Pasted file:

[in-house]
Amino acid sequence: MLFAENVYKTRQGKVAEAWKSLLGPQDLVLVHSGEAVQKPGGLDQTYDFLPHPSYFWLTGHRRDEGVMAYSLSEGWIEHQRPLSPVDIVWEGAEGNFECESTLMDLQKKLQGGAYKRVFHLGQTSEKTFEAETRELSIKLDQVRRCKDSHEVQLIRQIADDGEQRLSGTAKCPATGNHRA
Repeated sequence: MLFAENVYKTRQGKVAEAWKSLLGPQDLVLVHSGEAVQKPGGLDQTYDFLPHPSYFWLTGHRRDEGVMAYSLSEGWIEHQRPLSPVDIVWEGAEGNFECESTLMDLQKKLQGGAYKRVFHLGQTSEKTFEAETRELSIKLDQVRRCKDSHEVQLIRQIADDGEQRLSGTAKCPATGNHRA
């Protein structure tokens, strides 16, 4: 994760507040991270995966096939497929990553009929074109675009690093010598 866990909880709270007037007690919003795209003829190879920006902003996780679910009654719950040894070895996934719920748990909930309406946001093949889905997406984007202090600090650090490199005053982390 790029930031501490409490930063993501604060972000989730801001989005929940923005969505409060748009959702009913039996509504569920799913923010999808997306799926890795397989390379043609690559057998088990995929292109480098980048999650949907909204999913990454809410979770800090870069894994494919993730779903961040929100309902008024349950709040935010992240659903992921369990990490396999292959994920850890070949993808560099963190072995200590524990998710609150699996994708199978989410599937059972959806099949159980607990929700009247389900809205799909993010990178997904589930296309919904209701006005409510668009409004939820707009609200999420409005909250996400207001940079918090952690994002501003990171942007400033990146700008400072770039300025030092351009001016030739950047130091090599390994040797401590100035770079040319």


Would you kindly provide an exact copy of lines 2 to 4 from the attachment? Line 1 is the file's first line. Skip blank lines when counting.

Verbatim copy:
Amino acid sequence: MLFAENVYKTRQGKVAEAWKSLLGPQDLVLVHSGEAVQKPGGLDQTYDFLPHPSYFWLTGHRRDEGVMAYSLSEGWIEHQRPLSPVDIVWEGAEGNFECESTLMDLQKKLQGGAYKRVFHLGQTSEKTFEAETRELSIKLDQVRRCKDSHEVQLIRQIADDGEQRLSGTAKCPATGNHRA
Repeated sequence: MLFAENVYKTRQGKVAEAWKSLLGPQDLVLVHSGEAVQKPGGLDQTYDFLPHPSYFWLTGHRRDEGVMAYSLSEGWIEHQRPLSPVDIVWEGAEGNFECESTLMDLQKKLQGGAYKRVFHLGQTSEKTFEAETRELSIKLDQVRRCKDSHEVQLIRQIADDGEQRLSGTAKCPATGNHRA
């Protein structure tokens, strides 16, 4: 994760507040991270995966096939497929990553009929074109675009690093010598 866990909880709270007037007690919003795209003829190879920006902003996780679910009654719950040894070895996934719920748990909930309406946001093949889905997406984007202090600090650090490199005053982390 790029930031501490409490930063993501604060972000989730801001989005929940923005969505409060748009959702009913039996509504569920799913923010999808997306799926890795397989390379043609690559057998088990995929292109480098980048999650949907909204999913990454809410979770800090870069894994494919993730779903961040929100309902008024349950709040935010992240659903992921369990990490396999292959994920850890070949993808560099963190072995200590524990998710609150699996994708199978989410599937059972959806099949159980607990929700009247389900809205799909993010990178997904589930296309919904209701006005409510668009409004939820707009609200999420409005909250996400207001940079918090952690994002501003990171942007400033990146700008400072770039300025030092351009001016030739950047130091090599390994040797401590100035770079040319």